Per Wikipedia, around 500 of these are used worldwide as ambulances.






This is where they load/unload the patient.




This 2014 Bell 407 helicopter is one of two operated by the county sheriff's office.


They are used for search and rescue, patrol, and firefighting.





This orange bag contains a collapsible bucket to pick up water to put out fires.


Here it is in action. We have had many fires this summer.




I wasn't able to sit in the local park district's 1998 Eurocopter AS350 because it was called to respond to some kind of incident.





Nudibranch melibe in Bali

Wednesday, August 16, 2017

Bought two more Hot Wheels

A new NSX and an Elmiraj!


Local police cars, vans, and motorcycles

A couple of weekends ago, all the local police agencies got together to show off their vehicles. For those of you outside the United States, this gives you a pretty good look at the typical police cars we see everyday. For reference, in the States, we have four levels of government. From top to bottom, we have federal, state, county, and city.

First up, we have a vehicle that's not even affiliated with law enforcement. But it was my favorite at the gathering. It's an old Ford Red Cross van.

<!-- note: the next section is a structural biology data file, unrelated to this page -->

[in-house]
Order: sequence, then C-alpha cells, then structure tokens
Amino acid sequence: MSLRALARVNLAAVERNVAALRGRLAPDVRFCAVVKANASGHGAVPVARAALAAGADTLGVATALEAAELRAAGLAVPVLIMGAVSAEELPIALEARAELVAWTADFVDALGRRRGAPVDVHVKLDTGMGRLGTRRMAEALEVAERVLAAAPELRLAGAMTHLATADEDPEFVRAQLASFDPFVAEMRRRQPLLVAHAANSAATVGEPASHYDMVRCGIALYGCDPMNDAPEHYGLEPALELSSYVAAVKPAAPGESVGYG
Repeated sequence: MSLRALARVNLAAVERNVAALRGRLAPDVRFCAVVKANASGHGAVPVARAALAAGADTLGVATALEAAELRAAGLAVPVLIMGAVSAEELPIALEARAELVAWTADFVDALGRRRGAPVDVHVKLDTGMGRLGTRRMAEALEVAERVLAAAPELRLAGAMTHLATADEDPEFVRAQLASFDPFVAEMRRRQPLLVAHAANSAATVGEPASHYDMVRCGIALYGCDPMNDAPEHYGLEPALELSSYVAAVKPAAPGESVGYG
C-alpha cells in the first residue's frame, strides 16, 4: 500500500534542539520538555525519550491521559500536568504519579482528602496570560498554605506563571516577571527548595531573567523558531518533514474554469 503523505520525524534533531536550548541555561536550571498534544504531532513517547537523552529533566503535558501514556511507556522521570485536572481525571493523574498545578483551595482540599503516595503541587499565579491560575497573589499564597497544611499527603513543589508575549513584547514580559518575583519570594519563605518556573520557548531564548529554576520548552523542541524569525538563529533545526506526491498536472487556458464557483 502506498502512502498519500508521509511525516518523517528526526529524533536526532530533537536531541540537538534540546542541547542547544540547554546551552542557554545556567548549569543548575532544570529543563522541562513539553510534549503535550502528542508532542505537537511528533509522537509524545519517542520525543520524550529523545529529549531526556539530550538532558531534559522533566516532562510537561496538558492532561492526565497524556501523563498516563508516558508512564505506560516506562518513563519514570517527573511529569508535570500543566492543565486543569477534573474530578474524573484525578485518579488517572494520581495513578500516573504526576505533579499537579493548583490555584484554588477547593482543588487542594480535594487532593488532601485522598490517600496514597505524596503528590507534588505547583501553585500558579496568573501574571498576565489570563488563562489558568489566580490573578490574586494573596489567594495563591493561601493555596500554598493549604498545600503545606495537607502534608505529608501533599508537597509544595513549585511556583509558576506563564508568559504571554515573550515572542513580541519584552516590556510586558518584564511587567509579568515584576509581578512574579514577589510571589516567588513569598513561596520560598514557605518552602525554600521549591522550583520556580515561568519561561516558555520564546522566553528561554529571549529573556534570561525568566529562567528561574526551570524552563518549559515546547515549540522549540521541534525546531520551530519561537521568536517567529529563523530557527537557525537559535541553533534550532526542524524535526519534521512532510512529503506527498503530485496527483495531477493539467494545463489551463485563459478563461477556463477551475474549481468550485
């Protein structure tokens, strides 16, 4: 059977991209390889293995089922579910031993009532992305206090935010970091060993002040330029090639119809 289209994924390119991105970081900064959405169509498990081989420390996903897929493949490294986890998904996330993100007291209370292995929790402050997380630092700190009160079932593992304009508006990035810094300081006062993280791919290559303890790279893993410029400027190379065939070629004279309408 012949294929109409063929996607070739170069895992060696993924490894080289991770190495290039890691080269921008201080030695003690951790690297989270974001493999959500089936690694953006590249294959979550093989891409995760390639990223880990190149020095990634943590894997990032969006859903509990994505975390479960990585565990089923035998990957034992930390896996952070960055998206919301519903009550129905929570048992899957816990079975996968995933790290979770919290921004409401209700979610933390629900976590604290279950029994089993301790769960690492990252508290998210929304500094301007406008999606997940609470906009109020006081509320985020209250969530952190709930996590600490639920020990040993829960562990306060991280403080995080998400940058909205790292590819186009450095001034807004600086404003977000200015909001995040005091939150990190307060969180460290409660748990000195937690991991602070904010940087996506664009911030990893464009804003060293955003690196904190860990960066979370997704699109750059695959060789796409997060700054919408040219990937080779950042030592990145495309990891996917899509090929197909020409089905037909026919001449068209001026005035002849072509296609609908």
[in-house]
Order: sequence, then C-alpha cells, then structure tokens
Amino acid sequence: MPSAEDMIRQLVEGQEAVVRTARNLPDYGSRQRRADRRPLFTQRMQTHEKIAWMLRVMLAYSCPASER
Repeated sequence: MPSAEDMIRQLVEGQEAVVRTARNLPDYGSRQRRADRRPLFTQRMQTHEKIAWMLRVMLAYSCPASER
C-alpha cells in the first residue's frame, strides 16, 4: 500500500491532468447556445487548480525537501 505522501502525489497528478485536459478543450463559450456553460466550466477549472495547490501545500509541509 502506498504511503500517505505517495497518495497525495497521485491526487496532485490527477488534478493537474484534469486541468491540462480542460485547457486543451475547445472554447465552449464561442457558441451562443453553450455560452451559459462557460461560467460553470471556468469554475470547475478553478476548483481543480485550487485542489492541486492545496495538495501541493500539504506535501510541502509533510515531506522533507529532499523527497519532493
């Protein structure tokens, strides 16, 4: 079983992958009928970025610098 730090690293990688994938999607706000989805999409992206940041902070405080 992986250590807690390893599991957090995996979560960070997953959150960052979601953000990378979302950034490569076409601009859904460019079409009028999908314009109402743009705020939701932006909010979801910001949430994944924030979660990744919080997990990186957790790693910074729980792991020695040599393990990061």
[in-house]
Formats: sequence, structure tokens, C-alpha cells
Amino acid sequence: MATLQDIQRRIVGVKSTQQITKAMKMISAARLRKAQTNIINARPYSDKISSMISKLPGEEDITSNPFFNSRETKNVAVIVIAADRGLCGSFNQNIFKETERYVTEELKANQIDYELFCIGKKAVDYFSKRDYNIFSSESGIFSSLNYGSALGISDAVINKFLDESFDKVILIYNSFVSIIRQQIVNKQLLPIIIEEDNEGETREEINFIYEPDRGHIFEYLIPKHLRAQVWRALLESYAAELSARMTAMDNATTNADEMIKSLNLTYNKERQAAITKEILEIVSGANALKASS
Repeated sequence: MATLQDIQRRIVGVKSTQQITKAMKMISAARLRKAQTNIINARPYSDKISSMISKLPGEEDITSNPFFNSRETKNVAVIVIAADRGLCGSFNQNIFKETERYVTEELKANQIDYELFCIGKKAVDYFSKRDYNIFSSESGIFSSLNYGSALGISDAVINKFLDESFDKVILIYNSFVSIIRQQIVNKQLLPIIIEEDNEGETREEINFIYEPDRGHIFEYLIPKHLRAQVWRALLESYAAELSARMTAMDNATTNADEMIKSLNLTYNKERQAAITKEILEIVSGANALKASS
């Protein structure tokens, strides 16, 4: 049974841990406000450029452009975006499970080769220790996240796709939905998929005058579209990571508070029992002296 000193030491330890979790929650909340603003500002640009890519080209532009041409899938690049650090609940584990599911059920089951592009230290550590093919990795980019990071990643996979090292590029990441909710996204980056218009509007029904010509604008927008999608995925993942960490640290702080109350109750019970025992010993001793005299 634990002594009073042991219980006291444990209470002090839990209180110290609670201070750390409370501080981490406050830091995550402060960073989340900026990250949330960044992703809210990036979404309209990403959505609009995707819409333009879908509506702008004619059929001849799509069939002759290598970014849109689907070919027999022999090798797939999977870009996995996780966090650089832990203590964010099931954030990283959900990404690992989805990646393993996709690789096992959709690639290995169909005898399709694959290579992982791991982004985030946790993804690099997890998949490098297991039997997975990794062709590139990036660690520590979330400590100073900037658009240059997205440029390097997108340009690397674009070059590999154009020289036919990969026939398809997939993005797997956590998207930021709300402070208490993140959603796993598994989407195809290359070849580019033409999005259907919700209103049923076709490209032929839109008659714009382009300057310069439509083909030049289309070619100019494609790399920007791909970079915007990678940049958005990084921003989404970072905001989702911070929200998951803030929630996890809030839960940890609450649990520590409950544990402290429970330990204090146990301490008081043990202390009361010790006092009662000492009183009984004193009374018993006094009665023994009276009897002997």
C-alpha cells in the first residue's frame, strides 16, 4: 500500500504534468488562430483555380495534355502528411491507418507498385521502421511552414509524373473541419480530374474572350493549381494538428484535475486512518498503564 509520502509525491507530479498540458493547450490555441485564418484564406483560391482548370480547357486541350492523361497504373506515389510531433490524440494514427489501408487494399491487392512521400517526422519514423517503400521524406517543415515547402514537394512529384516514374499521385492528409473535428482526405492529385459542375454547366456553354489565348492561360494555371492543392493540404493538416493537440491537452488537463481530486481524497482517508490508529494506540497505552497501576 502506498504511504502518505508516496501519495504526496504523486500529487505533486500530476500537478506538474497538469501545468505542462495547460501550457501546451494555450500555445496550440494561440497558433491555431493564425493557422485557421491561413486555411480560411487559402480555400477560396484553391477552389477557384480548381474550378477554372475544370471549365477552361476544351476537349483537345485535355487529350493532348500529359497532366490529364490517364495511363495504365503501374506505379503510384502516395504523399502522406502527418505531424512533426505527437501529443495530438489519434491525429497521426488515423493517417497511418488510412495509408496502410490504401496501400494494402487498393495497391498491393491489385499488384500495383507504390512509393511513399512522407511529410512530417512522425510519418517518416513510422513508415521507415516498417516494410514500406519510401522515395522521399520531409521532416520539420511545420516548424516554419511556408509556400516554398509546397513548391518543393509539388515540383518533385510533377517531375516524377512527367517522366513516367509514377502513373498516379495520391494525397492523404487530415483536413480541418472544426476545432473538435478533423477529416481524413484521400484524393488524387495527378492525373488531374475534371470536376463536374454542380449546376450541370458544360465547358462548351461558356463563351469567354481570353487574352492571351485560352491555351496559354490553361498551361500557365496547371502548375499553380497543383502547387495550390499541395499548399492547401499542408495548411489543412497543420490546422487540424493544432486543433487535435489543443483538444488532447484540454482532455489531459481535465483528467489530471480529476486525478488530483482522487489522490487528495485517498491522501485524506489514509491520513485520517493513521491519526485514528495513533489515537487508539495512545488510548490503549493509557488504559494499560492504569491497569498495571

My town has less than a dozen police cars. They are Chargers and Explorers (and a few Crown Victorias are still left). We have no motorcycles.

Our town is named after Joaquin Moraga. Moraga's grandfather built the San Francisco Presidio and founded the city of San Jose.


The town next to us has a larger vehicle fleet. They also have motorcycles and rumors are, an undercover Camry.


The county sheriff's office brought a number of vehicles. Our county is called Contra Costa because we are on the other side of the bay from San Francisco. Here is a search and rescue truck.


Hazmat truck.


Here is a Lenco BearCat(?). There is an outcry about the militarization of the civilian police force. I understand the concerns but on the other hand, the bad guys have some pretty heavy duty weapons.


Bay Watch!


Back to the SWAT van.









Local ambulance. We used to have smaller van-based ambulances. But because Americans are getting more porcine, they are being replaced with heavy-duty ambulances using heavy-duty gurneys.


BART is our area rail service.



These firefighters had to respond to a call while we were at the show.


This is probably driven by office staff, supervisors, or inspectors. Note Cooper to the left.


In the distance, motorcycle units were playing polo with a big ball.


This command center was pretty neat.


This room in the back is for the hostage negotiator.


In the hallway of the command center.


This is in the front and houses the officer-in-charge and the dispatcher.


California Highway Patrol motorcycle.


Citation books.


We still have quite a few Crown Victorias left, but the CHP has a lot of Explorers and some Chargers in our area.


This car is E85 compatible. The only reason this country has E85 (an ethanol fuel blend derived from corn) is because politically, the first presidential primary state is Iowa and Iowa grows a lot of corn.